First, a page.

Five farms quarantined, over 140,000 birds face euthanization
By: Diego Flammini, Farms.com
Turkey and chicken farmers across the country will watch with great interest as farms in British Columbia’s Fraser Valley try to recover after the latest avian flu outbreak.
The strand of avian flu known as H5N2 will result in more than 140,000 chickens and turkeys being euthanized in an effort to minimize the spread of the virus to other birds.
In response, the United States, South Korea, Japan, Taiwan, South Africa, Mexico, and China installed bans on B.C. poultry and in some cases, any poultry coming from Canada.
It’s still too early to determine the impact the outbreak will have on the economy, but a June 2014 report from Statistics Canada shows that in 2013, British Columbia produced 100,976 chickens and 2,718 turkeys worth $429,846 in revenue. In 2013, Canada as a whole produced 668,967 turkeys and chickens worth $2,817,998 in revenue.
The Canadian Food Inspection Agency’s (CFIA) website reports that they were notified December 1st by the British Columbia Ministry of Agriculture about avian flu at two Fraser Valley farms. Ongoing tests confirmed that five farms contain birds infected with H5N2.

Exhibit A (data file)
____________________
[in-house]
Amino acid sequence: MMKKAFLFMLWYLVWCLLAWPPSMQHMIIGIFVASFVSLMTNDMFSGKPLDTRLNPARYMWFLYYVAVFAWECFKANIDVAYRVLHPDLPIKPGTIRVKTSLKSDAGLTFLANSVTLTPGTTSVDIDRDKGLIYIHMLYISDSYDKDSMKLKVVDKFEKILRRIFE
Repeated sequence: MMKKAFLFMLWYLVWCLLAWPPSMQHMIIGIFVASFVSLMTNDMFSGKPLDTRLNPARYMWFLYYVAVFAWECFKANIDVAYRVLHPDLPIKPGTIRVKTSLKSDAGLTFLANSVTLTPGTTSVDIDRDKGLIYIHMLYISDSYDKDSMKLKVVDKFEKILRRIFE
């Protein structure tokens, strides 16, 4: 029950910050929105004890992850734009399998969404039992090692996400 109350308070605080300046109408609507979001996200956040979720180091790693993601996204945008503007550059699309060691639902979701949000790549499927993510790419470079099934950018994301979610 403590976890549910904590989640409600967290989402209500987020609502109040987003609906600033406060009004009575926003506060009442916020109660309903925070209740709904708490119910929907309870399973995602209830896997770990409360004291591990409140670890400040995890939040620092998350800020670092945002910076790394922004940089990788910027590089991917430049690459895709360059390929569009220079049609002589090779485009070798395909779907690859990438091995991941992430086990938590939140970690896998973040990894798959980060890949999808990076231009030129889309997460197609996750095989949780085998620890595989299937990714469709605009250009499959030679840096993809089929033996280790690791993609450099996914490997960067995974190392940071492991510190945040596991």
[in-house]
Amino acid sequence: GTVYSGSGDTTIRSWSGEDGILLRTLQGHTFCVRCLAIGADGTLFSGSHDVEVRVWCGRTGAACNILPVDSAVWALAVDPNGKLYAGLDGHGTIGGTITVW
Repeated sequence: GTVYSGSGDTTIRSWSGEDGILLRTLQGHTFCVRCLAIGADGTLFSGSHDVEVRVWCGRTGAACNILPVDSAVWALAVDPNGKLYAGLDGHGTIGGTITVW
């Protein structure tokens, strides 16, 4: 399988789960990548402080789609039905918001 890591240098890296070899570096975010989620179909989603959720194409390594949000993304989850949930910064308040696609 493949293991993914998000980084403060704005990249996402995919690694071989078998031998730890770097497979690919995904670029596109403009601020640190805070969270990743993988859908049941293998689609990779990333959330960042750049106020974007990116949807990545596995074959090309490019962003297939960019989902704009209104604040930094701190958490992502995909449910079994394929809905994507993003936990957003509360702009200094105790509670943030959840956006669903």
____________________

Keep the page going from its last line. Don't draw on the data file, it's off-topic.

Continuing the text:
A December 6th statement released by the CFIA said more locations could be quarantined - a practice that “is normal and not unexpected.”
When poultry is handled and cooked properly, the chances of someone getting ill from avian influenza is significantly reduced and so far there have been no reports of human illness.
Farms in the Fraser Valley have dealt with H5N2 twice in the past when in 2009, about 74,000 turkeys were eliminated after the virus infected two farms and more than 60,000 ducks and geese were destroyed in 2005.
The most serious avian flu episode in Canada happened in 2004 when a strain of H7N3 infected more than 40 farms within the Fraser Valley. 17 million turkeys, chickens, and other birds were slaughtered. The government of Alberta’s agricultural and rural development website estimated the cost at $300 million.